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Charge-Exchange Collision Dynamics and Ion Engine Grid Geometry Optimization


Morris, Bradford S. (2007) Charge-Exchange Collision Dynamics and Ion Engine Grid Geometry Optimization. Dissertation (Ph.D.), California Institute of Technology. doi:10.7907/W996-M220.


The development of a new three-dimensional model for determining the absolute energy distribution of ions at points corresponding to spacecraft surfaces to the side of an ion engine is presented. The ions resulting from elastic collisions, both charge-exchange (CEX) and direct, between energetic primary ions and thermal neutral xenon atoms are accounted for. Highly resolved energy distributions of CEX ions are found by integration over contributions from all points in space within the main beam formed by the primary ions.

The sputtering rate due to impingement of these ions on a surface is calculated. The CEX ions that obtain significant energy (10 eV or more) in the collision are responsible for the majority of the sputtering, though this can depend on the specific material being sputtered. In the case of a molybdenum surface located 60 cm to the side of a 30 cm diameter grid, nearly 90% of the sputtering is due to the 5% of ions with the highest collision exit energies. Previous models that do not model collision energetics cannot predict this. The present results agree with other models and predict that the majority of the ion density is due to collisions where little to no energy is transferred.

The sputtering model is combined with a grid-structure model in an optimization procedure where the sputtering rate at specified locations is minimized by adjustment of parameters defining the physical shape of the engine grids. Constraints are imposed that require that the deflection of the grid under a specified load does not exceed a maximum value, in order to ensure survivability of the grids during launch. To faciliate faster execution of the calculations, simplifications based on the predicted behavior of the CEX ions are implemented. For diametrically opposed sputtering locations, a rounded barrel-vault shape reduces the expected sputtering rate by up to 30% in comparison to an NSTAR-shaped grid.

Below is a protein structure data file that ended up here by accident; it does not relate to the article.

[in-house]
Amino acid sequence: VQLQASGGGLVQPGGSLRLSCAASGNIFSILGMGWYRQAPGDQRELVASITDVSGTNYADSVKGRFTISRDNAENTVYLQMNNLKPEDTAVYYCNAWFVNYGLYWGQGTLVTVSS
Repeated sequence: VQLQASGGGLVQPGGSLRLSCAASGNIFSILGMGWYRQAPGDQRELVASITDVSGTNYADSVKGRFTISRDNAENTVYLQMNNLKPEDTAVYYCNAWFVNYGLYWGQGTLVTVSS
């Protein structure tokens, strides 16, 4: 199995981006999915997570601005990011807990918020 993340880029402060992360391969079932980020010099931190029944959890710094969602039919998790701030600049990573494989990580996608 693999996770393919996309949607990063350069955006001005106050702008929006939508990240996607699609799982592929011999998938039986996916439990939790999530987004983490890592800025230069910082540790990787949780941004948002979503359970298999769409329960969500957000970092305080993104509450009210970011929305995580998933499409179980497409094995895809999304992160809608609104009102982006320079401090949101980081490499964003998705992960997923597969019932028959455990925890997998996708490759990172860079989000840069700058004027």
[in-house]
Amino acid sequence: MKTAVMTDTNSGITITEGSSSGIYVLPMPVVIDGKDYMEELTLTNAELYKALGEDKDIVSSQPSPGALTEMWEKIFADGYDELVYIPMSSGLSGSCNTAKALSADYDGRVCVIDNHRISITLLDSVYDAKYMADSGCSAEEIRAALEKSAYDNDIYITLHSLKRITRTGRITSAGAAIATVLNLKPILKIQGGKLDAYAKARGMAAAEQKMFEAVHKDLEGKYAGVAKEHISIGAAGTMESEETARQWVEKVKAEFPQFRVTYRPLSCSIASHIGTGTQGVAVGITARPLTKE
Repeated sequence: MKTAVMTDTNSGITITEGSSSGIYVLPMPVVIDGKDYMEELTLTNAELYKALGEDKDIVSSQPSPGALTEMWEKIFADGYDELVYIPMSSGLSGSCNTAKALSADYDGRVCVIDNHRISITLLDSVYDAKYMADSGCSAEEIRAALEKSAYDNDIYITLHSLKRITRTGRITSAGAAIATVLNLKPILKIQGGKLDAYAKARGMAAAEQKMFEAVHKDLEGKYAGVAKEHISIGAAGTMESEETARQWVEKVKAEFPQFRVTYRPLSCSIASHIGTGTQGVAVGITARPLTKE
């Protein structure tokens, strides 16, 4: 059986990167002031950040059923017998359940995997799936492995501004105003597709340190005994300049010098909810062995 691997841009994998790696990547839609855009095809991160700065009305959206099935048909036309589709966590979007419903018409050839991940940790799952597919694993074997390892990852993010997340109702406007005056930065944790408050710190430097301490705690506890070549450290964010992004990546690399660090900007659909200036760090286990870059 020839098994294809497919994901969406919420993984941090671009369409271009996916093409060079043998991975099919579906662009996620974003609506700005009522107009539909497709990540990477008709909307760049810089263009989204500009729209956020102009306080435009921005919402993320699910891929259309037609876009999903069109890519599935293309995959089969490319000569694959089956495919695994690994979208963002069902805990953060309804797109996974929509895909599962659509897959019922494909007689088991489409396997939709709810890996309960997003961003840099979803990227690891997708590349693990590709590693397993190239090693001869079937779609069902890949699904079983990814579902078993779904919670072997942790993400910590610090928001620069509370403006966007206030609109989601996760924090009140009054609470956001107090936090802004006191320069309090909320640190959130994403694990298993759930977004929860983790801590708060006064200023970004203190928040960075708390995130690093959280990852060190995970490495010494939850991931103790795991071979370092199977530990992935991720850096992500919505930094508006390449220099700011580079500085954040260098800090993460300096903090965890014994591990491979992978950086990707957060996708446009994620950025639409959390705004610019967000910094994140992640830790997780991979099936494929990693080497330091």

Item Type:Thesis (Dissertation (Ph.D.))
Subject Keywords:differential cross-section; electric propulsion; ion engine; NSTAR; sputtering
Degree Grantor:California Institute of Technology
Division:Engineering and Applied Science
Major Option:Aeronautics
Minor Option:Astronomy
Thesis Availability:Public (worldwide access)
Research Advisor(s):
  • Shepherd, Joseph E.
Group:GALCIT, Astronomy Department, Explosion Dynamics Laboratory
Thesis Committee:
  • Shepherd, Joseph E. (chair)
  • Leonard, Anthony
  • Culick, Fred E. C.
  • Ravichandran, Guruswami
  • Johnson, Lee K.
Defense Date:22 September 2006
Record Number:CaltechETD:etd-02282007-154751
Persistent URL:
Default Usage Policy:No commercial reproduction, distribution, display or performance rights in this work are provided.
ID Code:807
Deposited By: Imported from ETD-db
Deposited On:28 Feb 2007
Last Modified:15 Jan 2021 23:35

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